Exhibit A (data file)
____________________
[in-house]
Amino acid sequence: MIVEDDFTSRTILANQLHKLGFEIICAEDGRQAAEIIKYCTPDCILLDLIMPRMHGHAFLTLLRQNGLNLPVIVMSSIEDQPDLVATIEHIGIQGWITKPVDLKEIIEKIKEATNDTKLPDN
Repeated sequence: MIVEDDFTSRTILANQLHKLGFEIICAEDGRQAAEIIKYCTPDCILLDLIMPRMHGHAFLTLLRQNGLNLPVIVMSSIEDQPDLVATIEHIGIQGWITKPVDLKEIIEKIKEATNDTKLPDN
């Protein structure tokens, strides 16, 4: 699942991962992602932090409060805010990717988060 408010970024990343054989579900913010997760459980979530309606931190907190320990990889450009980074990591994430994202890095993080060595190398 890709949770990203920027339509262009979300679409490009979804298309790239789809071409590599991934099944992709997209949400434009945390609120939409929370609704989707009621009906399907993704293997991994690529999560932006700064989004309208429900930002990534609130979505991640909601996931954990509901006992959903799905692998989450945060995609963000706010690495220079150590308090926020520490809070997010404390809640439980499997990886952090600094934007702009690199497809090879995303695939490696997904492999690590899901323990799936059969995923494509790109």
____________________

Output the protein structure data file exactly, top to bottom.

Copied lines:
[in-house]
Amino acid sequence: MIVEDDFTSRTILANQLHKLGFEIICAEDGRQAAEIIKYCTPDCILLDLIMPRMHGHAFLTLLRQNGLNLPVIVMSSIEDQPDLVATIEHIGIQGWITKPVDLKEIIEKIKEATNDTKLPDN
Repeated sequence: MIVEDDFTSRTILANQLHKLGFEIICAEDGRQAAEIIKYCTPDCILLDLIMPRMHGHAFLTLLRQNGLNLPVIVMSSIEDQPDLVATIEHIGIQGWITKPVDLKEIIEKIKEATNDTKLPDN
């Protein structure tokens, strides 16, 4: 699942991962992602932090409060805010990717988060 408010970024990343054989579900913010997760459980979530309606931190907190320990990889450009980074990591994430994202890095993080060595190398 890709949770990203920027339509262009979300679409490009979804298309790239789809071409590599991934099944992709997209949400434009945390609120939409929370609704989707009621009906399907993704293997991994690529999560932006700064989004309208429900930002990534609130979505991640909601996931954990509901006992959903799905692998989450945060995609963000706010690495220079150590308090926020520490809070997010404390809640439980499997990886952090600094934007702009690199497809090879995303695939490696997904492999690590899901323990799936059969995923494509790109």